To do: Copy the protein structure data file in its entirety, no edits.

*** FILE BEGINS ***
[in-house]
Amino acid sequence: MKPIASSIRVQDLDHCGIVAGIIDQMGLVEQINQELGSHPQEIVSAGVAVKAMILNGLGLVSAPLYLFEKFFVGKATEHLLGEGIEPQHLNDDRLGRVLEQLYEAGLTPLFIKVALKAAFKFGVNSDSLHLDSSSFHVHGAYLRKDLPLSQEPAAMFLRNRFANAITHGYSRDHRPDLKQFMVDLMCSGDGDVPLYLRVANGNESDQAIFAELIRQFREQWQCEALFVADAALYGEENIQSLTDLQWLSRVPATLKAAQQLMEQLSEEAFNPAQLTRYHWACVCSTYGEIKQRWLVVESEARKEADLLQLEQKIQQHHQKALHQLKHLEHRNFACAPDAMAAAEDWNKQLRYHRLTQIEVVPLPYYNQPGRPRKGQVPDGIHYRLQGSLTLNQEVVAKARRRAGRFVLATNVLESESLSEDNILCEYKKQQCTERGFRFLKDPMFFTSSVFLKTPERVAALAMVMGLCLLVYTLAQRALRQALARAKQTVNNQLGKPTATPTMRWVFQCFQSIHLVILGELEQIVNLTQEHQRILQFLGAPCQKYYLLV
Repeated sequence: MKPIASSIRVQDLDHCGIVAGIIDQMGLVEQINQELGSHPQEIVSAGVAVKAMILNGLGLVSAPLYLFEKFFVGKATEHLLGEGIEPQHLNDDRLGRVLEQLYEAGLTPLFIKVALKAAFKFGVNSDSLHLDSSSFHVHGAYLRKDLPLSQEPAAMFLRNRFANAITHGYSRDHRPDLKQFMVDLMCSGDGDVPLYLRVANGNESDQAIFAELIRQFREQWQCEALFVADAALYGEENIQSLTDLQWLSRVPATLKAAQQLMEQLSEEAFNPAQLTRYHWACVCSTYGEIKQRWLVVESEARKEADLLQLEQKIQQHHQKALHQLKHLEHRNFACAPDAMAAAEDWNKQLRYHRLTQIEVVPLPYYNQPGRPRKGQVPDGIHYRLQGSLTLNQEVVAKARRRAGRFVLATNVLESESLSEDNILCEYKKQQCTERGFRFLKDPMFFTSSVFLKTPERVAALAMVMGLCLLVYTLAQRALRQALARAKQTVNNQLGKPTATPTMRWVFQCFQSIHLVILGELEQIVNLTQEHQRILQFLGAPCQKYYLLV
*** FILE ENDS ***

[in-house]
Amino acid sequence: MKPIASSIRVQDLDHCGIVAGIIDQMGLVEQINQELGSHPQEIVSAGVAVKAMILNGLGLVSAPLYLFEKFFVGKATEHLLGEGIEPQHLNDDRLGRVLEQLYEAGLTPLFIKVALKAAFKFGVNSDSLHLDSSSFHVHGAYLRKDLPLSQEPAAMFLRNRFANAITHGYSRDHRPDLKQFMVDLMCSGDGDVPLYLRVANGNESDQAIFAELIRQFREQWQCEALFVADAALYGEENIQSLTDLQWLSRVPATLKAAQQLMEQLSEEAFNPAQLTRYHWACVCSTYGEIKQRWLVVESEARKEADLLQLEQKIQQHHQKALHQLKHLEHRNFACAPDAMAAAEDWNKQLRYHRLTQIEVVPLPYYNQPGRPRKGQVPDGIHYRLQGSLTLNQEVVAKARRRAGRFVLATNVLESESLSEDNILCEYKKQQCTERGFRFLKDPMFFTSSVFLKTPERVAALAMVMGLCLLVYTLAQRALRQALARAKQTVNNQLGKPTATPTMRWVFQCFQSIHLVILGELEQIVNLTQEHQRILQFLGAPCQKYYLLV
Repeated sequence: MKPIASSIRVQDLDHCGIVAGIIDQMGLVEQINQELGSHPQEIVSAGVAVKAMILNGLGLVSAPLYLFEKFFVGKATEHLLGEGIEPQHLNDDRLGRVLEQLYEAGLTPLFIKVALKAAFKFGVNSDSLHLDSSSFHVHGAYLRKDLPLSQEPAAMFLRNRFANAITHGYSRDHRPDLKQFMVDLMCSGDGDVPLYLRVANGNESDQAIFAELIRQFREQWQCEALFVADAALYGEENIQSLTDLQWLSRVPATLKAAQQLMEQLSEEAFNPAQLTRYHWACVCSTYGEIKQRWLVVESEARKEADLLQLEQKIQQHHQKALHQLKHLEHRNFACAPDAMAAAEDWNKQLRYHRLTQIEVVPLPYYNQPGRPRKGQVPDGIHYRLQGSLTLNQEVVAKARRRAGRFVLATNVLESESLSEDNILCEYKKQQCTERGFRFLKDPMFFTSSVFLKTPERVAALAMVMGLCLLVYTLAQRALRQALARAKQTVNNQLGKPTATPTMRWVFQCFQSIHLVILGELEQIVNLTQEHQRILQFLGAPCQKYYLLV